VEGF and placental growth factor were chosen, among other soluble molecules, because they are actively secreted during the process of angiogenesis, possibly in response to activation of HIF-1α, as sunitinib activity leads to interference with angiogenesis. Placental growth factor, which is not directly inhibited by sunitinib, (as opposed to the VEGF pathway), shows correlations with the outcome of the treatment. Compared with baseline, VEGF and placental growth factor levels increased by more than three-fold in 44% and 40% of patients, respectively (P<0.001). Soluble VEGFR-2 levels decreased by more than 30% in 91% of the population and by more than 20% in all other cases (P<0.001) during the first cycle of therapy, while soluble VEGFR-3 levels decreased by more than 30% in 87% of cases, and by more than 20% in all but two patients. These levels tended to return almost to baseline after the typical pause of 2 weeks off, indicating that these effects probably depend on drug exposure. Overall, major changes in VEGF, serum soluble VEGFR-2, and soluble VEGFR-3 levels were noticed in patients who showed an objective tumor response rather than in those with stable or progressive disease (P<0.05 for each protein considered). These changes have been described as likely being directly related to the activity of sunitinib and, at least in part, to inhibition of the VEGF pathway.46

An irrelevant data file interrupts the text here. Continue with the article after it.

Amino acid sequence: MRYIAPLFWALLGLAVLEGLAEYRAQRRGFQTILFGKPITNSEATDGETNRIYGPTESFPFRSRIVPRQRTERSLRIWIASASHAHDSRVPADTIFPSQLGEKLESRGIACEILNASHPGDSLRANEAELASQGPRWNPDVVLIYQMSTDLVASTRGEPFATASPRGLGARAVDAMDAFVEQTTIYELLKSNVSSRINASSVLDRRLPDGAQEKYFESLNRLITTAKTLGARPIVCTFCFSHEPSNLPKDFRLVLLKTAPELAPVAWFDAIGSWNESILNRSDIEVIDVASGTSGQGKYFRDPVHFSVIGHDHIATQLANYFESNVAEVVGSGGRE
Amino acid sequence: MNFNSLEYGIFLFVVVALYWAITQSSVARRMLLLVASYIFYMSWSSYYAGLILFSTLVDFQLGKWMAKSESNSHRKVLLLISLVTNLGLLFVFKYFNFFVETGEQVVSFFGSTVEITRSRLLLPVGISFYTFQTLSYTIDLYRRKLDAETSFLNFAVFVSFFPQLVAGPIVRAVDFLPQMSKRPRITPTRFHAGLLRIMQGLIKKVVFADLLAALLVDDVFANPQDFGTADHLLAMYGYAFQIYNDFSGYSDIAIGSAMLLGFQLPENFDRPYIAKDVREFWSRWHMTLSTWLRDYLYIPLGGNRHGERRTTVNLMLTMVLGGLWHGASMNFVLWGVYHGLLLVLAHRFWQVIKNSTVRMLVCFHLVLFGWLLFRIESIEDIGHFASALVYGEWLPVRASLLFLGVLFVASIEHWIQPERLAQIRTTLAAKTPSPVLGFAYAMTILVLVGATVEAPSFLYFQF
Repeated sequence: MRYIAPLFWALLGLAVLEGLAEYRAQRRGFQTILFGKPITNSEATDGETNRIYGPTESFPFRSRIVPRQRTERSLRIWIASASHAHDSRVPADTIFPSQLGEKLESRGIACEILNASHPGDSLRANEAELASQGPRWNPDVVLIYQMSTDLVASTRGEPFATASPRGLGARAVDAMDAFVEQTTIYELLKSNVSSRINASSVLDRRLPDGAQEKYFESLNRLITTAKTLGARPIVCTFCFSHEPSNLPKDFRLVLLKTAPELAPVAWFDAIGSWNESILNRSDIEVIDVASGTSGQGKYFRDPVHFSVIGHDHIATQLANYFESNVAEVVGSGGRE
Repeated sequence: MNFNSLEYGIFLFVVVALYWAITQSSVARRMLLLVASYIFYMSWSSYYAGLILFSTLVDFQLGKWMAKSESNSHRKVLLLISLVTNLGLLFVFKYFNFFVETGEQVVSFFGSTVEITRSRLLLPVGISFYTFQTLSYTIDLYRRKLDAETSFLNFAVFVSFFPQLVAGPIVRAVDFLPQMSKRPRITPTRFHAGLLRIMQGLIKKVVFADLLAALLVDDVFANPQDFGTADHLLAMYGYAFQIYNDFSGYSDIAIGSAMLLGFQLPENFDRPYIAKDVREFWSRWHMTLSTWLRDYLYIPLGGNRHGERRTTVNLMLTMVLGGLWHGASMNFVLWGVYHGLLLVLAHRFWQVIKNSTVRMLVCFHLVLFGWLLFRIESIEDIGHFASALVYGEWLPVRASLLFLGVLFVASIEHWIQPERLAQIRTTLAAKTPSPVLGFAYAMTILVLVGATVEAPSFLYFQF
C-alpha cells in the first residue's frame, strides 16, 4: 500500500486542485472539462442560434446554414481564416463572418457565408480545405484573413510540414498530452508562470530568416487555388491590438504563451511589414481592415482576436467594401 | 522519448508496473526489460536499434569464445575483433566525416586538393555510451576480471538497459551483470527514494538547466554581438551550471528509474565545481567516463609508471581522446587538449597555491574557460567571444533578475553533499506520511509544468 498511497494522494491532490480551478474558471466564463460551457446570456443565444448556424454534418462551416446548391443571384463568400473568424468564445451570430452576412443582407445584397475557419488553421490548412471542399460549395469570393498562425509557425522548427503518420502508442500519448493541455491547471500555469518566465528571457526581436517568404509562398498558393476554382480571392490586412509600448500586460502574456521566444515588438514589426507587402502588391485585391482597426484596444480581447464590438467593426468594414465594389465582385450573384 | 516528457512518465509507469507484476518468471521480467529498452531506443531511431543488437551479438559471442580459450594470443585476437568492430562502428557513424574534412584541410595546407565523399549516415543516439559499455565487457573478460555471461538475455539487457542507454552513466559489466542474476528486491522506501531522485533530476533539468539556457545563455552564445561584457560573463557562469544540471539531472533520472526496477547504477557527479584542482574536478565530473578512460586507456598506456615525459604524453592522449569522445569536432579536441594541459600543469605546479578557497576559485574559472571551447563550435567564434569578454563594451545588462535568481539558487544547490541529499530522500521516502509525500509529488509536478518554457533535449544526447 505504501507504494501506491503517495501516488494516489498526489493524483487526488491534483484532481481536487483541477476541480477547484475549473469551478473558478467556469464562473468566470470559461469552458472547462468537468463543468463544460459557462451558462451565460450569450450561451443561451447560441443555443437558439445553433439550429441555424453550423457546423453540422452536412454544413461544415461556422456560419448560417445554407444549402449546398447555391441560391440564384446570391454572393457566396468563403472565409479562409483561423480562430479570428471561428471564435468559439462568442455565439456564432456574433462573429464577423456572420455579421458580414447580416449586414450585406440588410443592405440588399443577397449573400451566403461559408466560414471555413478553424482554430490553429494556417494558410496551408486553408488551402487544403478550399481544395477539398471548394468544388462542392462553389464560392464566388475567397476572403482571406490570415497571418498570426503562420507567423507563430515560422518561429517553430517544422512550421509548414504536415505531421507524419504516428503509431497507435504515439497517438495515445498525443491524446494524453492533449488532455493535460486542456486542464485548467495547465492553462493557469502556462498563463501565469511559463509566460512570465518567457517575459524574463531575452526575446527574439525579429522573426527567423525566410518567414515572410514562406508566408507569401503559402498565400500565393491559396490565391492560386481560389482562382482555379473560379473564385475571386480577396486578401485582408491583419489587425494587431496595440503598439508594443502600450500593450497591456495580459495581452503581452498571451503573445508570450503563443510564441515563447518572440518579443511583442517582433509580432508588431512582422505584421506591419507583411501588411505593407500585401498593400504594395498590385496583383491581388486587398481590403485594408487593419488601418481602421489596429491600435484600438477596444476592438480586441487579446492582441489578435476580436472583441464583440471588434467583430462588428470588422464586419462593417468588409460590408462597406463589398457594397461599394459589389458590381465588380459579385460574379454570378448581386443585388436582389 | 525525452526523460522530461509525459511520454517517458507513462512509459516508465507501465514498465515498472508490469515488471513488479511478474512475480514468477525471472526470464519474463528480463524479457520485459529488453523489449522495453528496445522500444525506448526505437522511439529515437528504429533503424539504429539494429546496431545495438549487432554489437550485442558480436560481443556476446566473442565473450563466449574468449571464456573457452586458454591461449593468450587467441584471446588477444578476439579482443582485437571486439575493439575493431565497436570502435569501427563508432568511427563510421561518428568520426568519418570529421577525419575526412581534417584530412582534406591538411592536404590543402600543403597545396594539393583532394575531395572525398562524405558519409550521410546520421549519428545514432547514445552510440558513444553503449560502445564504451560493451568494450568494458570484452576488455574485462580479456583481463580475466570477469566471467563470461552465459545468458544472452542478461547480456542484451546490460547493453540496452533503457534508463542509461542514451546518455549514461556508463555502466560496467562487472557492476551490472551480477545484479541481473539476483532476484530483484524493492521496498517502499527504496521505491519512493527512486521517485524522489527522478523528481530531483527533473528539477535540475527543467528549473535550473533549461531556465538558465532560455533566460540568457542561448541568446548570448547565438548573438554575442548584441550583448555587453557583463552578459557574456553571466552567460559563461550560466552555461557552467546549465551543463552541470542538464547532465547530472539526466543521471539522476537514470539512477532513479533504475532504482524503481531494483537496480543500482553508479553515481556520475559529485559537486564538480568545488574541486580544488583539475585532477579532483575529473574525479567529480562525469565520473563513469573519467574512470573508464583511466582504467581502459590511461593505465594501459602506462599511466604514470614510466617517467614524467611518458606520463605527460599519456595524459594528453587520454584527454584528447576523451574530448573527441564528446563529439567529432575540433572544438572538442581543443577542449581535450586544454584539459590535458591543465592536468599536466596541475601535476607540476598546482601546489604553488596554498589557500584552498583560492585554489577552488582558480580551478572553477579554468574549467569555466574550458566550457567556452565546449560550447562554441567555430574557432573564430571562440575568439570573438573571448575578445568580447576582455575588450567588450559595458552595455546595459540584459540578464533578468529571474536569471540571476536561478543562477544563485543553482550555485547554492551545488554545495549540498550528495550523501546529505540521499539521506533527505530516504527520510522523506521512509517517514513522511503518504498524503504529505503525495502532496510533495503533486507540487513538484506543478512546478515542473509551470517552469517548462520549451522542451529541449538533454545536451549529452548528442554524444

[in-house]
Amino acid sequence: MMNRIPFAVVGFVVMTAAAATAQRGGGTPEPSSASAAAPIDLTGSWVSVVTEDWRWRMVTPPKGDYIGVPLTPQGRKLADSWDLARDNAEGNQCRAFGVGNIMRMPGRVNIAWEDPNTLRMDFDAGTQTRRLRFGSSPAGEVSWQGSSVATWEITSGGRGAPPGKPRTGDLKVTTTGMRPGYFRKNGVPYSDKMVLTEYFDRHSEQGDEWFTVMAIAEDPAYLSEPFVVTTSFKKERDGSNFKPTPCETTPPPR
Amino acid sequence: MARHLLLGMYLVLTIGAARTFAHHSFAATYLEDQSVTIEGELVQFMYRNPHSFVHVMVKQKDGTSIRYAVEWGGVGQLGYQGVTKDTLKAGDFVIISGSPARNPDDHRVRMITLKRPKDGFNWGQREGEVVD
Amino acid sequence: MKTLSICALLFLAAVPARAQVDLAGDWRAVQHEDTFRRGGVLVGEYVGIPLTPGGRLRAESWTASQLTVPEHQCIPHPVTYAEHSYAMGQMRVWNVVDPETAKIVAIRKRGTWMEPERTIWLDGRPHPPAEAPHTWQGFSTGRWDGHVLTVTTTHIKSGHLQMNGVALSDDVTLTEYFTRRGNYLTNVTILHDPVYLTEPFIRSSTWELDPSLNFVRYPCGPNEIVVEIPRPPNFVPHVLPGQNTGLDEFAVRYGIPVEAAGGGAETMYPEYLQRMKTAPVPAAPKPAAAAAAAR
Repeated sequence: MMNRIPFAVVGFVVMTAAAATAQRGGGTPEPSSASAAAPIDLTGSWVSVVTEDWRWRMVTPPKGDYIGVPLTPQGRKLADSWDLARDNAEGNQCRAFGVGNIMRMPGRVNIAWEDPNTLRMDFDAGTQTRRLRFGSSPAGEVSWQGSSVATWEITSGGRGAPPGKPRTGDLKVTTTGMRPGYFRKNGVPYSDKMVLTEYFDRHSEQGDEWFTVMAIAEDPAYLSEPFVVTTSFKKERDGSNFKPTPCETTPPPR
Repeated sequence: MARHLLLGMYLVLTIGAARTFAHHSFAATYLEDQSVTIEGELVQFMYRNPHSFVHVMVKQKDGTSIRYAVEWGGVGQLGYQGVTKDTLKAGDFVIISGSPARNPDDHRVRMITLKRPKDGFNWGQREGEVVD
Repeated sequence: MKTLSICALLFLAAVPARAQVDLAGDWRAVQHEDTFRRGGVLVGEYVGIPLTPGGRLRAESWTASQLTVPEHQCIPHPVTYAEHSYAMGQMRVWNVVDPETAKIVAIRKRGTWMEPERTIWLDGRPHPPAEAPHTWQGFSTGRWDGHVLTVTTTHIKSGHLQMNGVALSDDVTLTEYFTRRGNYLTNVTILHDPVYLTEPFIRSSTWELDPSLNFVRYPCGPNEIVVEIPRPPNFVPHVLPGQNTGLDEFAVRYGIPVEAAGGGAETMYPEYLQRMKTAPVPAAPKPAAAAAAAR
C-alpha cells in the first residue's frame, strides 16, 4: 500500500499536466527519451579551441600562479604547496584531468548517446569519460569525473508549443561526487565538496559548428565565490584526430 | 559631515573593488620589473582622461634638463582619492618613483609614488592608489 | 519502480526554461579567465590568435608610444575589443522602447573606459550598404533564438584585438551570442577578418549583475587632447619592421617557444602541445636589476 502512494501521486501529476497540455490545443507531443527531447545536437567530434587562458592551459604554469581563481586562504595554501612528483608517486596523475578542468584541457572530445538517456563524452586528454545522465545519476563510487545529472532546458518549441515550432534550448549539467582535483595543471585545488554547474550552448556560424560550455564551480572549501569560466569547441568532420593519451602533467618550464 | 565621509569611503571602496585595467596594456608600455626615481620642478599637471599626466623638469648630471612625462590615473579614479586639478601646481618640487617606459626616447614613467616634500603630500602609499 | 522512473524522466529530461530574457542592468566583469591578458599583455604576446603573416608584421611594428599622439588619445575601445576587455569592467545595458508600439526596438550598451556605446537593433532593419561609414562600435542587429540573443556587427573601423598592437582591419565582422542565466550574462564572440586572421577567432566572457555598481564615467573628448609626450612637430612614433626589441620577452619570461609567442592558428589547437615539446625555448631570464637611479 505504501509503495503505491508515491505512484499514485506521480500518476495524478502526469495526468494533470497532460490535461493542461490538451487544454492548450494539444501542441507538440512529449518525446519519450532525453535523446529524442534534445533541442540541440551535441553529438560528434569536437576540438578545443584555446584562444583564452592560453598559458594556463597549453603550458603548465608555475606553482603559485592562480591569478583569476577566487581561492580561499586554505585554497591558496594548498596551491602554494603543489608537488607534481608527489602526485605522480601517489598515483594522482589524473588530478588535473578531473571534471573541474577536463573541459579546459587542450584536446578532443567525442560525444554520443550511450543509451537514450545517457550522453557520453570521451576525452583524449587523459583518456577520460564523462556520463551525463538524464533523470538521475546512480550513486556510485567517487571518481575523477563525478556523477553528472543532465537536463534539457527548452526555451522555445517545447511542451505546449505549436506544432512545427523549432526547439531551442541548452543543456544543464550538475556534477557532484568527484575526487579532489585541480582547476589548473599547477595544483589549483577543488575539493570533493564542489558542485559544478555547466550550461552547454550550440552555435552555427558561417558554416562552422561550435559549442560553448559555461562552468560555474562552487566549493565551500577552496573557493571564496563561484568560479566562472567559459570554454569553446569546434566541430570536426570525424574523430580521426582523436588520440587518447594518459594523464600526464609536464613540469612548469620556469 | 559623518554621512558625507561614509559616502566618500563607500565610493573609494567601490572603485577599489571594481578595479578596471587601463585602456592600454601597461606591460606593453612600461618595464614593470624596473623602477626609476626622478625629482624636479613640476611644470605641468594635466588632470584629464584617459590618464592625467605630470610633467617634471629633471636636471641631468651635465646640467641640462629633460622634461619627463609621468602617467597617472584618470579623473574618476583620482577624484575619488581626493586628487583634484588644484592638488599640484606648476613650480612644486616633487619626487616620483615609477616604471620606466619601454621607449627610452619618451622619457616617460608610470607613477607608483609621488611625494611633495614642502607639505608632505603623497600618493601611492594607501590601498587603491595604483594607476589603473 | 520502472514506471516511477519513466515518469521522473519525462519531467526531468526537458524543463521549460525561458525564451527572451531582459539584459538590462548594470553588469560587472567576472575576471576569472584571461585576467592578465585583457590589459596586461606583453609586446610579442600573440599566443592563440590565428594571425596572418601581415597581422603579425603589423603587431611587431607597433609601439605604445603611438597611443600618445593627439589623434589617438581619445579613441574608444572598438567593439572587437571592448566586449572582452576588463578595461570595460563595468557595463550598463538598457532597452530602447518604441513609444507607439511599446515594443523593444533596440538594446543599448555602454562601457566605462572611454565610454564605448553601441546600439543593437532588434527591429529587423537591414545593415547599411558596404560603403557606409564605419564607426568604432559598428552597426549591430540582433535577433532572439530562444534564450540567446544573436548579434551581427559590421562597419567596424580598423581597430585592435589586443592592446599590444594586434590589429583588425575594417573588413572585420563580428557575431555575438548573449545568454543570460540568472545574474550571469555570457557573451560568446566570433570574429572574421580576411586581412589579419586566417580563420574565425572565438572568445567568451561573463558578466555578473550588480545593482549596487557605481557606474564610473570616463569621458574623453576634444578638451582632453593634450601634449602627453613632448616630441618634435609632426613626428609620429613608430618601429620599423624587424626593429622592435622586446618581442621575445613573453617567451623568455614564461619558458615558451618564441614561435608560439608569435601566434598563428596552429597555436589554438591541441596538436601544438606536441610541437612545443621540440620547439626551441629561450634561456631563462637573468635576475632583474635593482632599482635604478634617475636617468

VEGF alone is a promising tool for predicting the outcome for patients treated with sunitinib, but it has also been considered along with other molecules, not necessarily cytokines, such as neutrophil gelatinase-associated lipocalin (NGAL),47 a protein typically upregulated in cells disturbed by a stressed environment, such as in the presence of a tumor. NGAL is not directly connected with the VEGF pathway, but its role in stressed environments identifies it as a possible candidate for predicting the efficacy of an antitumor drug such as sunitinib. Our group measured VEGF and NGAL levels in peripheral blood at predetermined intervals in a population of 85 patients with metastatic RCC who were treated with sunitinib, and found that their baseline levels were significantly predictive of progression-free survival, with a relative risk of 1.0004 and 1.004, respectively, for a unitary increase of each parameter. Patients were then divided into two groups according to whether their VEGF and NGAL values were above or below the threshold (chosen as the upper limit of the normal range). The relative risk of progression was 2.14 (95% CI 1.324–3.459) in the group of patients with a VEGF value below the threshold. NGAL also showed a separation line close to the upper value of normal, with a relative risk of progression of 1.86 (95% CI 1.142–3.019) relative to patients with values below this threshold. Further, patients with VEGF above the threshold had a median progression-free survival of 4.7 months (95% CI 2.8–8.3), whereas patients with VEGF below the threshold had a median progression-free survival of 11.2 months (95% CI 6.5–15). Patients with NGAL above the threshold had a median progression-free survival of 3.35 months (95% CI 2.3–10.9), whereas those with NGAL below the threshold had a median progression-free survival of 8.15 months (95% CI 5.5–11.6).48